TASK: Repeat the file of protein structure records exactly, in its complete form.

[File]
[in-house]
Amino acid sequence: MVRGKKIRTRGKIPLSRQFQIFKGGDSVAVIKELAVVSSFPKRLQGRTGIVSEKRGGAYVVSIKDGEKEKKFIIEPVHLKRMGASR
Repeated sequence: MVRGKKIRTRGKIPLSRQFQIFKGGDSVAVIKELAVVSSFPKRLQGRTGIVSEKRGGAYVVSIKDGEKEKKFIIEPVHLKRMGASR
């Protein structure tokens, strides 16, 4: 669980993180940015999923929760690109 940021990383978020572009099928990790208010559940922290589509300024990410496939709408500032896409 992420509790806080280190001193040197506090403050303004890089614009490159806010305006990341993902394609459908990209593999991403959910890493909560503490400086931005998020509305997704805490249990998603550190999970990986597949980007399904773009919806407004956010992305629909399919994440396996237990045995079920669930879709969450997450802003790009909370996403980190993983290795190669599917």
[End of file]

[in-house]
Amino acid sequence: MVRGKKIRTRGKIPLSRQFQIFKGGDSVAVIKELAVVSSFPKRLQGRTGIVSEKRGGAYVVSIKDGEKEKKFIIEPVHLKRMGASR
Repeated sequence: MVRGKKIRTRGKIPLSRQFQIFKGGDSVAVIKELAVVSSFPKRLQGRTGIVSEKRGGAYVVSIKDGEKEKKFIIEPVHLKRMGASR
């Protein structure tokens, strides 16, 4: 669980993180940015999923929760690109 940021990383978020572009099928990790208010559940922290589509300024990410496939709408500032896409 992420509790806080280190001193040197506090403050303004890089614009490159806010305006990341993902394609459908990209593999991403959910890493909560503490400086931005998020509305997704805490249990998603550190999970990986597949980007399904773009919806407004956010992305629909399919994440396996237990045995079920669930879709969450997450802003790009909370996403980190993983290795190669599917």